Over a quarter of a century ago, while engaged in introducing the American public school system into Japan, I became acquainted in Tokio with Mrs. Matilda Chaplin Ayrton, the author of "Child-Life in Japan." This highly accomplished lady was a graduate of Edinburgh University, and had obtained the degrees of Bachelor of Letters and Bachelor of Sciences, besides studying medicine in Paris. She had married Professor William Edward Ayrton, the electric engineer and inventor, then connected with the Imperial College of Engineering of Japan, and since president of the Institute of Electric Engineers in London. She took a keen interest in the Japanese people and never wearied of studying them and their beautiful country. With my sister, she made excursions to some of the many famous places in the wonderful city of Tokio. When her own little daughter, born among the camellias and chrysanthemums, grew up under her Japanese nurse, Mrs. Ayrton became more and more interested in the home life of the Japanese and in the pictures and stories which delighted the children of the Mikado's Empire. After her return to England, in 1879, she wrote this book.
In the original work, the money and distances, the comparisons and illustrations, were naturally English, and not American. For this reason, I have ventured to alter the text slightly here and there, that the American child reader may more clearly catch the drift of the thought, have given to each Japanese word the standard spelling now preferred by scholars and omitted statements of fact which were once, but are no longer, true. I have also translated or omitted hard Japanese words, shortened long sentences, rearranged the illustrations, and added notes which will make the subject clearer. Although railways, telegraphs, and steamships, clothes and architecture, schools and customs, patterned more or less closely after those in fashion in America and Europe, have altered many things in Japan and caused others to disappear, yet the children's world of toys and games and stories does not change very fast. In the main, it may be said, we have here a true picture of the old Japan which we all delighted in seeing, when, in those sunny days, we lived in sight of Yedo Bay and Fuji Yama, with Japanese boys and girls all around us.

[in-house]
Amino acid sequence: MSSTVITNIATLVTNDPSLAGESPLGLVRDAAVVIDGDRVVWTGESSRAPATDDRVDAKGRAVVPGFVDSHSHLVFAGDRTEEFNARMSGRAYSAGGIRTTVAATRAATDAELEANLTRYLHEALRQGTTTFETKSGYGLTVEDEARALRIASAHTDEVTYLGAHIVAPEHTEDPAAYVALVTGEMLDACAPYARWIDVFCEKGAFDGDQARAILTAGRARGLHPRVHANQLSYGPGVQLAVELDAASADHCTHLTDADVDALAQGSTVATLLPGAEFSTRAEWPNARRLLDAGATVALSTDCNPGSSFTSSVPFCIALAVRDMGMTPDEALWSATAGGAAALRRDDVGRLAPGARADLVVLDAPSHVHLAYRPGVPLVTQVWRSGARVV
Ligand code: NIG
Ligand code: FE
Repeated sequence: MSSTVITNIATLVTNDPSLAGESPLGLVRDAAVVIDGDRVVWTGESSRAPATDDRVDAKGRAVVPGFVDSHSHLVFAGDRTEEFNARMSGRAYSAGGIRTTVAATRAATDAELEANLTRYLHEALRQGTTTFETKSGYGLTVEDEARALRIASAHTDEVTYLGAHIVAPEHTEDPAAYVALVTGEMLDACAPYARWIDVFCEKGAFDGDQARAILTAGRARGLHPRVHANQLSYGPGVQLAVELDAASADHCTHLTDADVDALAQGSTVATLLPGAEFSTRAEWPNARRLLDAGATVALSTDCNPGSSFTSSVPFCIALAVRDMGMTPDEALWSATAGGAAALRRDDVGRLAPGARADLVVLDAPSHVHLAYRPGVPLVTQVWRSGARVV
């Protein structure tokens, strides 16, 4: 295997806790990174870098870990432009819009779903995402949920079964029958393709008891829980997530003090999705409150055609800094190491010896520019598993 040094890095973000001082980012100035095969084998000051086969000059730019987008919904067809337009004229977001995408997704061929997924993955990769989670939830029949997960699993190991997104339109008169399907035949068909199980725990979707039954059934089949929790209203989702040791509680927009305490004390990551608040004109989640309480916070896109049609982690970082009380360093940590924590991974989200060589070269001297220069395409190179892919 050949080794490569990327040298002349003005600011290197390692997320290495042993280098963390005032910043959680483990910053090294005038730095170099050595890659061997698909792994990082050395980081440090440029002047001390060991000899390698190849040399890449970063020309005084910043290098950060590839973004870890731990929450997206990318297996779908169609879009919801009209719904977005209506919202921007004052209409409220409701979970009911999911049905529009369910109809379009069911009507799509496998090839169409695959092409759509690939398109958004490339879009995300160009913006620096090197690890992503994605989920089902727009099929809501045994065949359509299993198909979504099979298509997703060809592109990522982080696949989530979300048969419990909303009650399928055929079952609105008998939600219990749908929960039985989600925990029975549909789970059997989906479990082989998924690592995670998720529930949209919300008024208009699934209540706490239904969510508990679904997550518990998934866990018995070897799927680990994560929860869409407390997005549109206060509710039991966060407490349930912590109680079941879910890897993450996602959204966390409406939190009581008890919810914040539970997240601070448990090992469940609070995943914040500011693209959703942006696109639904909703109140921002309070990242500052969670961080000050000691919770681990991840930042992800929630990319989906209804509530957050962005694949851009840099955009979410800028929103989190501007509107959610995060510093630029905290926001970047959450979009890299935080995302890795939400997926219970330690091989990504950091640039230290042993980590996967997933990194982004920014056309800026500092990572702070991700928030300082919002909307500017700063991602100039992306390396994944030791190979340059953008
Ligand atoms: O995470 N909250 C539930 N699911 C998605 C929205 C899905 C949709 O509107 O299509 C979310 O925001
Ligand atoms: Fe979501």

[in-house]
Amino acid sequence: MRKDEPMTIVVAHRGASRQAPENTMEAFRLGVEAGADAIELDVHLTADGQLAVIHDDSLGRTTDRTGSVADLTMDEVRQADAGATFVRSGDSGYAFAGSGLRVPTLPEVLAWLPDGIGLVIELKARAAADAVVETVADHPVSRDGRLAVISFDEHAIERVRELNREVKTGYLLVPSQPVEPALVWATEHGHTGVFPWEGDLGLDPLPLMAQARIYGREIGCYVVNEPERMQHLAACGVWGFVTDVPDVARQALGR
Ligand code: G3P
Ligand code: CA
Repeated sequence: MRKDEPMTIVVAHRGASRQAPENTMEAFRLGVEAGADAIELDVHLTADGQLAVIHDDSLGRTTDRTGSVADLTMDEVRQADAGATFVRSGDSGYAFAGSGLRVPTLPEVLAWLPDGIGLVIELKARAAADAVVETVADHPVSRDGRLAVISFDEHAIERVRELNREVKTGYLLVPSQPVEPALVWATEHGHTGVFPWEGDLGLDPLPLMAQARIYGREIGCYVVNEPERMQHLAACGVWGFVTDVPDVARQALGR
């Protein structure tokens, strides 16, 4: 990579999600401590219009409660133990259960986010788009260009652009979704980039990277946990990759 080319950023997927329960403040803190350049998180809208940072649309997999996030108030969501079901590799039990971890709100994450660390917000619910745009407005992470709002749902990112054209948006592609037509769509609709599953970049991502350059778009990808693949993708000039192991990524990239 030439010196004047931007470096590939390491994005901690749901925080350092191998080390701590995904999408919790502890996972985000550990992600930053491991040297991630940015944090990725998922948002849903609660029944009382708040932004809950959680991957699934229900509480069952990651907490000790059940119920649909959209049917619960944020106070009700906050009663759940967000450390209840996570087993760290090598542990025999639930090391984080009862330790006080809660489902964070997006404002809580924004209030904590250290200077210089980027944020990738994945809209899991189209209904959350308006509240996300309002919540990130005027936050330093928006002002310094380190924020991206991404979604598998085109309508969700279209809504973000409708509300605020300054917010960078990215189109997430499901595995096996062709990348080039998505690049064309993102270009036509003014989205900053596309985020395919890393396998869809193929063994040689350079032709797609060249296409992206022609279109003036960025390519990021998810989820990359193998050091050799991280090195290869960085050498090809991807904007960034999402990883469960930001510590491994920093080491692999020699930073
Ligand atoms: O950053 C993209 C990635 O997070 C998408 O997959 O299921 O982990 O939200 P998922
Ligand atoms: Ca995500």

The best portions and all the pictures of Mrs. Ayrton's big and costly book have been retained and reproduced, including her own preface or introduction, and the book is again set forth with a hearty "ohio" (good morning) of salutation and sincere "omédéto" (congratulations) that the nations of the world are rapidly becoming one family. May every reader of "Child-Life in Japan" see, sometime during the twentieth century, the country and the people of whom Mrs. Ayrton has written with such lively spirit and such warm appreciation.
WM. ELLIOT GRIFFIS.